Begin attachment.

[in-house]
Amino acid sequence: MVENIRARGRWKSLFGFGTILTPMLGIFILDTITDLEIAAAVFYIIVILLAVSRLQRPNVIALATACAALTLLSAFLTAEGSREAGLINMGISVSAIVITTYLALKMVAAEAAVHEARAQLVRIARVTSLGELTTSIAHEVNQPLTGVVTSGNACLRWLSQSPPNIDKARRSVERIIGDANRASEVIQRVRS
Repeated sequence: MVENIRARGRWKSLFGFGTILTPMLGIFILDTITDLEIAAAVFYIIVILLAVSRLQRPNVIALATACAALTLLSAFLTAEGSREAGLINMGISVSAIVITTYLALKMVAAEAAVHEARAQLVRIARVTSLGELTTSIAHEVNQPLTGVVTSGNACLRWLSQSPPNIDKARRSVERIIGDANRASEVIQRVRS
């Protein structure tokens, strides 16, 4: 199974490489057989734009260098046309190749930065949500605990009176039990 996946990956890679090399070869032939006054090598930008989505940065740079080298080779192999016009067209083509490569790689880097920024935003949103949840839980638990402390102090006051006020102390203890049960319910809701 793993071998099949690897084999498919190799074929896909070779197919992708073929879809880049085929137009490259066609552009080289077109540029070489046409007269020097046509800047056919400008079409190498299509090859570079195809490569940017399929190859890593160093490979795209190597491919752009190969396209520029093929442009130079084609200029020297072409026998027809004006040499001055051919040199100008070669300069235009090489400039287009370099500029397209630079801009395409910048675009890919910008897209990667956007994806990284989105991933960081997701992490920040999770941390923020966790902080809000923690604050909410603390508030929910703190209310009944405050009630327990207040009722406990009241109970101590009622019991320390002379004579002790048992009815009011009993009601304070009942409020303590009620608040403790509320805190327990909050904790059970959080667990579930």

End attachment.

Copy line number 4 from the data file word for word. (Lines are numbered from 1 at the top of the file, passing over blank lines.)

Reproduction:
């Protein structure tokens, strides 16, 4: 199974490489057989734009260098046309190749930065949500605990009176039990 996946990956890679090399070869032939006054090598930008989505940065740079080298080779192999016009067209083509490569790689880097920024935003949103949840839980638990402390102090006051006020102390203890049960319910809701 793993071998099949690897084999498919190799074929896909070779197919992708073929879809880049085929137009490259066609552009080289077109540029070489046409007269020097046509800047056919400008079409190498299509090859570079195809490569940017399929190859890593160093490979795209190597491919752009190969396209520029093929442009130079084609200029020297072409026998027809004006040499001055051919040199100008070669300069235009090489400039287009370099500029397209630079801009395409910048675009890919910008897209990667956007994806990284989105991933960081997701992490920040999770941390923020966790902080809000923690604050909410603390508030929910703190209310009944405050009630327990207040009722406990009241109970101590009622019991320390002379004579002790048992009815009011009993009601304070009942409020303590009620608040403790509320805190327990909050904790059970959080667990579930």